The Parachico or Parachicos are traditional dancers from Chiapa de Corzo, Chiapas, Mexico, who dance on the streets of the town during the Grand Fiesta festivities, which take place from January 15 to 23 every year. The festival honors the local patron saints the Black Christ of Esquipulas, Saint Anthony Abbot, and Saint Sebastian. It is claimed locally that, like many of the Catholic festivals in Latin America, it has its roots in the much older indigenous culture. So it has developed into a hybrid of old indigenous culture and newer Catholic and Spanish cultures. The church where the festival concludes is home to an old tree which, according to residents, predates the church. This tree is said to represent the "tree of life" (drawing on Maya and other pre-Hispanic American cultures), which would suggest that this site was used for ceremonies before the arrival of Catholicism.
The festivities, which include Roman Catholic religious ceremonies, music, dancing, and local cuisine, were included in UNESCO's Intangible Cultural Heritage Lists on November 16, 2010, listed as "Parachicos in the traditional January feast of Chiapa de Corzo".
Although the Grand Fiesta of the Parachicos has pre-Hispanic origins, the tradition dates to the seventeenth century, when the image of San Sebastian, Martyr, arrived in what was then known as the Royal Village of Chiapa (or Chiapa of the Indians), and the church was built.
There are many versions of the history of the Parachicos, but all the stories say that one day a beautiful woman arrived seeking a cure for her sick son. She had taken him to visit doctor and healers, but all failed to alleviate his suffering. Someone told her to go to Chiapa de Corzo, where surely she would find a cure, so she moved there with all her servants, and there her son was finally healed.
When she realized that the village was one of humble people, she tried to reward them by distributing food. Meanwhile, the natives danced around the boy—painted and disguised to look white like his mother, so the little one would not be scared. When the lady, whose name was Señora Maria de Angulo, gave the gifts to the dancers, she said: "for the boy," or "para el chico," shortened to"Parachico."
Oral tradition also offers another version. It is said that in the middle of the 18th century a Spanish lady from Guatemala arrived in Chiapa de Corzo who had a sick son whom the doctors had not been able to cure. She had arrived in Chiapa de Corzo with her son and a large number of servants because she wanted to consult a famed Indian healer and went to visit him. "Clear the way for my lady María de Angulo!" shouted her servants. The healer recommended that the rich Spanish woman take her sick son to the healing waters of Cumbujuyú and bathe him for nine days. This done, the boy healed, and she returned to Guatemala happy.
In the years 1767 and 1768, a plague of locusts destroyed the crops of Chiapa and the population suffered famine. After this calamity, an epidemic broke out that killed almost half of its population. Amidst this misery, there arrived at Chiapa de Corzo a mule train loaded with large stores of corn, beans, vegetables, and money. The people could not believe it until they heard again the voices of the servants: "Clear the way for my lady María de Angulo!"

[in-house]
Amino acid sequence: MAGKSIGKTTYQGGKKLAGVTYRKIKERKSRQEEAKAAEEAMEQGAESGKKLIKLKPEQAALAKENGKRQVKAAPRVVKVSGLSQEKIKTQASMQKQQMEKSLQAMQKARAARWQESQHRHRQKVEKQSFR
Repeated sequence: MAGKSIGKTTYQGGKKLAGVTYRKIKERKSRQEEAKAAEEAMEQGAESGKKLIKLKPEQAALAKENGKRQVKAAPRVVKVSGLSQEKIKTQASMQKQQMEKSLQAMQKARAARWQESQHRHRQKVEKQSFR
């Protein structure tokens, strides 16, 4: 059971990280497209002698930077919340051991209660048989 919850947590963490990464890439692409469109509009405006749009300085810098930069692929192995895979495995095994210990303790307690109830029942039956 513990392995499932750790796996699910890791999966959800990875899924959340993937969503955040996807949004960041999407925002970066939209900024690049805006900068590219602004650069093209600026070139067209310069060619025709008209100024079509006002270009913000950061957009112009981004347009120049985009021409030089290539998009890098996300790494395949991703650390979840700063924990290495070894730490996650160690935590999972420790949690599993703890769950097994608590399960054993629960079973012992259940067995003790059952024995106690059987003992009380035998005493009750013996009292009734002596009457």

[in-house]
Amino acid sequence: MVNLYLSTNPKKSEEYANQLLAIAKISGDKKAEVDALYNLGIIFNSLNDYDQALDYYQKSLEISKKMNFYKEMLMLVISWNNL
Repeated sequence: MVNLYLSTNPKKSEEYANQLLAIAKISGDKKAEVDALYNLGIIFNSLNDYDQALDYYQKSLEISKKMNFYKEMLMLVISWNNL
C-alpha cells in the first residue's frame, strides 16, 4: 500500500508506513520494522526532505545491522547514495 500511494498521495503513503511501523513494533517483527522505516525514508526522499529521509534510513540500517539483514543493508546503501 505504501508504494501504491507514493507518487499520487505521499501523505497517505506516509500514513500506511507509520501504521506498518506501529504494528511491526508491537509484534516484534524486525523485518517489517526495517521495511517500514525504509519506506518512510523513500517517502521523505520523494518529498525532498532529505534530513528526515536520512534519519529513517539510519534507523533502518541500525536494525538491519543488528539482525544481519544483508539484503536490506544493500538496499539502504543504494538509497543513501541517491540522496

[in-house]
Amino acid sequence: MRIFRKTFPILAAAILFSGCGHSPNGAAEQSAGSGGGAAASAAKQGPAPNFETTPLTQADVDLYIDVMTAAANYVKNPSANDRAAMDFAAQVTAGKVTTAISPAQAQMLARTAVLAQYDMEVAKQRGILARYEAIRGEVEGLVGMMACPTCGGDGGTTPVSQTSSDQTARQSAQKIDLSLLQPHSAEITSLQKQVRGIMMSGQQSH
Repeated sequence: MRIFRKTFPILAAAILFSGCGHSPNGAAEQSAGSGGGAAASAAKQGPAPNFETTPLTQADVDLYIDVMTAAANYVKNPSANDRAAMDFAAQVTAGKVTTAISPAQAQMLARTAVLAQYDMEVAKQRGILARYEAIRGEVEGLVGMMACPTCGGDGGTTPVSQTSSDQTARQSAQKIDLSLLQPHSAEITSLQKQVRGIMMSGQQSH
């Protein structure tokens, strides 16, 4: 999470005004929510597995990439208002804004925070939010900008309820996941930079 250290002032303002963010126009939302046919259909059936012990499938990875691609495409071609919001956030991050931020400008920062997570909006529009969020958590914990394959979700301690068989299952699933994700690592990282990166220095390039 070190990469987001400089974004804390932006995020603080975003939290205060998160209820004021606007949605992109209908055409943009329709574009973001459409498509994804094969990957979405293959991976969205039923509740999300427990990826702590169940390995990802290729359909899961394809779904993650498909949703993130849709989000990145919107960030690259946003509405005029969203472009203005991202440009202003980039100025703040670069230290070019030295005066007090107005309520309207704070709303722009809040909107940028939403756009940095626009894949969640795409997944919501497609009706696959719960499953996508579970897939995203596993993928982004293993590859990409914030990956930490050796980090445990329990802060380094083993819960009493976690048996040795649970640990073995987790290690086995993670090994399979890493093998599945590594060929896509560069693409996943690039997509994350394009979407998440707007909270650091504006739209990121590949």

The servants distributed the food to the families, and during the nights the servants and danced and danced for the amusement of the children. They also threw candy to them and warned their parents, "Remember your children, the gifts are for the children!" All this was done in memory of the son of María de Angulo, or "para el chico." Thus the tradition of the Parachicos was born. Each year, the city celebrates this event with a woman dressed as Señora Maria de Angulo, who travels aboard an allegorical car, throwing gold coins, sweets, and confetti.
On certain nights during the festival, the town's men dress as Spanish women and parade through the streets. This is explained as a way of honoring Señora Maria de Angulo. 
Parachicos wear wooden masks with Caucasian features, such as light skin, facial hair and blue eyes, in contrast to Native people's features. They also wear a round headdress, colorful ribbons, striped serapes, embroidered shawls, usually over black or dark shirt and trousers.
Parachicos use metallic rattles locally known as chinchin or chinchines, with colorful ribbons attached to the top and/or handles, which are shaken as they dance and chant.
Declaration as Intangible Cultural Heritage
On November 16, 2010, the Festival of the Parachicos was declared Intangible Cultural Heritage by UNESCO. The decision was adopted at the meeting of the Intergovernmental Committee for the Safeguarding of the Intangible Cultural Heritage, held in Nairobi, Kenya, under the name "Parachicos in the traditional January feast of Chiapa de Corzo."
- ^ "Parachicos in the traditional January feast of Chiapa de Corzo". UNESCO Culture Sector. Retrieved 2011-02-03.
- ^ Jiménez, G (2009). Guía para descubrir los encantos del estado. Mexico: Océano. p. 36.